After jumping Greyhound busses, the fountains at Caesar's Palace and Idaho's Snake River Canyon, Evel Knievel (pictured) made his last jump. He died at age 69 in Clearwater, Florida.
Knievel broke more than 40 bones, including his back seven times. His final years were plagued by pain resulting from his numerous accidents. He also suffered from diabetes and pulmonary fibrosis.
He had undergone a liver transplant in 1999 after nearly dying of hepatitis C, probably contracted through a blood transfusion after one of his bone-shattering spills.
At the time of his death he was reliant on an oxygen tank and an implanted drug pump to relieve his pain.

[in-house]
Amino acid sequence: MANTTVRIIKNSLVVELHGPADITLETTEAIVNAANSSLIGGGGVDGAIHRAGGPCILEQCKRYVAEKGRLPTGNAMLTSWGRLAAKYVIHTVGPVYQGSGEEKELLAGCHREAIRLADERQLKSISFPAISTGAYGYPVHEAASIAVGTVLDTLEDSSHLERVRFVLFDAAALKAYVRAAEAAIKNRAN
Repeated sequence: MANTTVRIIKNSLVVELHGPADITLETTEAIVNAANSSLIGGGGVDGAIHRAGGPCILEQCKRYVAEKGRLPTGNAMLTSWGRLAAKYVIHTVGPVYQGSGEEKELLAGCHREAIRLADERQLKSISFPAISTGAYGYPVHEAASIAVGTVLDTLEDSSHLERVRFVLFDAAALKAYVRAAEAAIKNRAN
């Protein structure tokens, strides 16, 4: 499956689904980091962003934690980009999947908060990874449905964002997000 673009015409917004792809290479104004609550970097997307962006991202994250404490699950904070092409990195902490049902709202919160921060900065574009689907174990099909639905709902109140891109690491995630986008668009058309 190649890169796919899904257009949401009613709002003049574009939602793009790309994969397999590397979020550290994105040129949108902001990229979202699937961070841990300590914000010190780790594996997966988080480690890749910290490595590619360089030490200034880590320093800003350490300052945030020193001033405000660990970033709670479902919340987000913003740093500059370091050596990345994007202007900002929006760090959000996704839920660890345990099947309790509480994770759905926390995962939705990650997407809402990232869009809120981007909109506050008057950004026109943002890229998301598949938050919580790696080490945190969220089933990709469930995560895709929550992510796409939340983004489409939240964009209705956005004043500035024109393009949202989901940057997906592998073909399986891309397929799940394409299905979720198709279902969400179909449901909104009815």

Knievel once told a reporter, “Anybody can jump a motorcycle. The trouble begins when you try to land it."
He grew up in the rough and tumble mining town of Butte, Montana where he was well known by local law enforcement.
After a police chase in 1956 Knievel was taken to jail on a charge of reckless driving after crashing his motorcycle.
When the jailer looked at the booking roster he read that Robert Knievel was in one cell and William Knofel was in another. The jailer remarked that he had evil Knievel and awful Knofel for the night. Though the spelling changed to “evel”, the nickname stuck.